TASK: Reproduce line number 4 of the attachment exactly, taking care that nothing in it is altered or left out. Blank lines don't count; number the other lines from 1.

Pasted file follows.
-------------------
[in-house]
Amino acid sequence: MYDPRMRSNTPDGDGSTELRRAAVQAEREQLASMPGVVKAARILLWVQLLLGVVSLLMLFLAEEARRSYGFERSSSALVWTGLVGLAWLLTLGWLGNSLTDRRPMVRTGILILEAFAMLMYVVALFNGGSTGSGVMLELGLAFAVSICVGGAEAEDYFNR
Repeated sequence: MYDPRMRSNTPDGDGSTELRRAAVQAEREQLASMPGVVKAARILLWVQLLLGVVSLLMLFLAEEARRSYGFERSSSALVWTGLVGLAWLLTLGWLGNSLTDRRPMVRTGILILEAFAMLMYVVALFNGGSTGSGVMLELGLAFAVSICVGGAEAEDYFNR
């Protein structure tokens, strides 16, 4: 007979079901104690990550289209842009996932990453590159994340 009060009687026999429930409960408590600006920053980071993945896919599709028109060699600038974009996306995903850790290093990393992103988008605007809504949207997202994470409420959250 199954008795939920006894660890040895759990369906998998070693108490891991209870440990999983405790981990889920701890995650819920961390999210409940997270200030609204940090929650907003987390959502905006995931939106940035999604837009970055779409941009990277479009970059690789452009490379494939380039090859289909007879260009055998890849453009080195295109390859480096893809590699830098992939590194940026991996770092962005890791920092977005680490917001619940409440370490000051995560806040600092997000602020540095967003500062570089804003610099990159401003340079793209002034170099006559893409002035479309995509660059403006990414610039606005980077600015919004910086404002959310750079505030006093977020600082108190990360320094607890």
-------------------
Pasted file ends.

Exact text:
């Protein structure tokens, strides 16, 4: 007979079901104690990550289209842009996932990453590159994340 009060009687026999429930409960408590600006920053980071993945896919599709028109060699600038974009996306995903850790290093990393992103988008605007809504949207997202994470409420959250 199954008795939920006894660890040895759990369906998998070693108490891991209870440990999983405790981990889920701890995650819920961390999210409940997270200030609204940090929650907003987390959502905006995931939106940035999604837009970055779409941009990277479009970059690789452009490379494939380039090859289909007879260009055998890849453009080195295109390859480096893809590699830098992939590194940026991996770092962005890791920092977005680490917001619940409440370490000051995560806040600092997000602020540095967003500062570089804003610099990159401003340079793209002034170099006559893409002035479309995509660059403006990414610039606005980077600015919004910086404002959310750079505030006093977020600082108190990360320094607890």